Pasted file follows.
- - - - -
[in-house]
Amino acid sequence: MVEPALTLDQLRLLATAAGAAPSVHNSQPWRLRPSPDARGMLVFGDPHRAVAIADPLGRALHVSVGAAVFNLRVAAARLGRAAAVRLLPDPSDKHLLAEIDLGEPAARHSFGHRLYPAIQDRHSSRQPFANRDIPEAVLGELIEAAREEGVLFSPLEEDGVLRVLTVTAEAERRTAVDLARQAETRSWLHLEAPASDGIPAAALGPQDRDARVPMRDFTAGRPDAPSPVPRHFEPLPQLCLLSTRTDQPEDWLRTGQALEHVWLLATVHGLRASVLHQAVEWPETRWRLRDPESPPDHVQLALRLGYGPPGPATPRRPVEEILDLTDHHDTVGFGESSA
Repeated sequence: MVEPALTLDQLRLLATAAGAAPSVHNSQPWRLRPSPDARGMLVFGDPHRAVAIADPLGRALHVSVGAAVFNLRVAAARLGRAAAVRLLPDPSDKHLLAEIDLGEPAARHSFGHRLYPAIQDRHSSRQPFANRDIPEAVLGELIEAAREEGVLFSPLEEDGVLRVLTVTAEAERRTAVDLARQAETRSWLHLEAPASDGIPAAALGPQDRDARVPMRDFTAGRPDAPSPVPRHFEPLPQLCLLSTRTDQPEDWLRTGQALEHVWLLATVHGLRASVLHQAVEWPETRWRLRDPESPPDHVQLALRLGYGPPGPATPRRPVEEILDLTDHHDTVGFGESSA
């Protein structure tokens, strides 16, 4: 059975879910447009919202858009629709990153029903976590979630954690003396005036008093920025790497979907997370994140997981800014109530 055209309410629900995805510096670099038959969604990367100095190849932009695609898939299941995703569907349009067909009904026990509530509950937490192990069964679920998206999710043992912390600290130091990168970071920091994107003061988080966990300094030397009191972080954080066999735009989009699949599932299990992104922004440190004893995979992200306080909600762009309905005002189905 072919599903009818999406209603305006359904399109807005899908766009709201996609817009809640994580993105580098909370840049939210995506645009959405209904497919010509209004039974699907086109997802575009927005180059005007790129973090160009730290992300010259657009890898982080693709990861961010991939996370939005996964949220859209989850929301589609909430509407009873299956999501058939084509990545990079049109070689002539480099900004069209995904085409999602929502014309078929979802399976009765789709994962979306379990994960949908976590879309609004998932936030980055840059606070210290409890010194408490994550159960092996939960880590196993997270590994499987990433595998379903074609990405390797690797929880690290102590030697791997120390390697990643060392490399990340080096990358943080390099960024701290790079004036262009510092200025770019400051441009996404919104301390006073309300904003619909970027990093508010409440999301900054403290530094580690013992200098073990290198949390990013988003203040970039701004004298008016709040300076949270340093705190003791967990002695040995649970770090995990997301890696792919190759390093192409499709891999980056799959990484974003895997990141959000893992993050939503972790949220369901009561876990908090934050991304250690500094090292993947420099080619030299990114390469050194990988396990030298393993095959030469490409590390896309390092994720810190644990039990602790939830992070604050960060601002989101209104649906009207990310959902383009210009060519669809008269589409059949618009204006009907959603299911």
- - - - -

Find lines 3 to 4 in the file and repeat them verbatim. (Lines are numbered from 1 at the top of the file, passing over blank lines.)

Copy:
Repeated sequence: MVEPALTLDQLRLLATAAGAAPSVHNSQPWRLRPSPDARGMLVFGDPHRAVAIADPLGRALHVSVGAAVFNLRVAAARLGRAAAVRLLPDPSDKHLLAEIDLGEPAARHSFGHRLYPAIQDRHSSRQPFANRDIPEAVLGELIEAAREEGVLFSPLEEDGVLRVLTVTAEAERRTAVDLARQAETRSWLHLEAPASDGIPAAALGPQDRDARVPMRDFTAGRPDAPSPVPRHFEPLPQLCLLSTRTDQPEDWLRTGQALEHVWLLATVHGLRASVLHQAVEWPETRWRLRDPESPPDHVQLALRLGYGPPGPATPRRPVEEILDLTDHHDTVGFGESSA
């Protein structure tokens, strides 16, 4: 059975879910447009919202858009629709990153029903976590979630954690003396005036008093920025790497979907997370994140997981800014109530 055209309410629900995805510096670099038959969604990367100095190849932009695609898939299941995703569907349009067909009904026990509530509950937490192990069964679920998206999710043992912390600290130091990168970071920091994107003061988080966990300094030397009191972080954080066999735009989009699949599932299990992104922004440190004893995979992200306080909600762009309905005002189905 072919599903009818999406209603305006359904399109807005899908766009709201996609817009809640994580993105580098909370840049939210995506645009959405209904497919010509209004039974699907086109997802575009927005180059005007790129973090160009730290992300010259657009890898982080693709990861961010991939996370939005996964949220859209989850929301589609909430509407009873299956999501058939084509990545990079049109070689002539480099900004069209995904085409999602929502014309078929979802399976009765789709994962979306379990994960949908976590879309609004998932936030980055840059606070210290409890010194408490994550159960092996939960880590196993997270590994499987990433595998379903074609990405390797690797929880690290102590030697791997120390390697990643060392490399990340080096990358943080390099960024701290790079004036262009510092200025770019400051441009996404919104301390006073309300904003619909970027990093508010409440999301900054403290530094580690013992200098073990290198949390990013988003203040970039701004004298008016709040300076949270340093705190003791967990002695040995649970770090995990997301890696792919190759390093192409499709891999980056799959990484974003895997990141959000893992993050939503972790949220369901009561876990908090934050991304250690500094090292993947420099080619030299990114390469050194990988396990030298393993095959030469490409590390896309390092994720810190644990039990602790939830992070604050960060601002989101209104649906009207990310959902383009210009060519669809008269589409059949618009204006009907959603299911």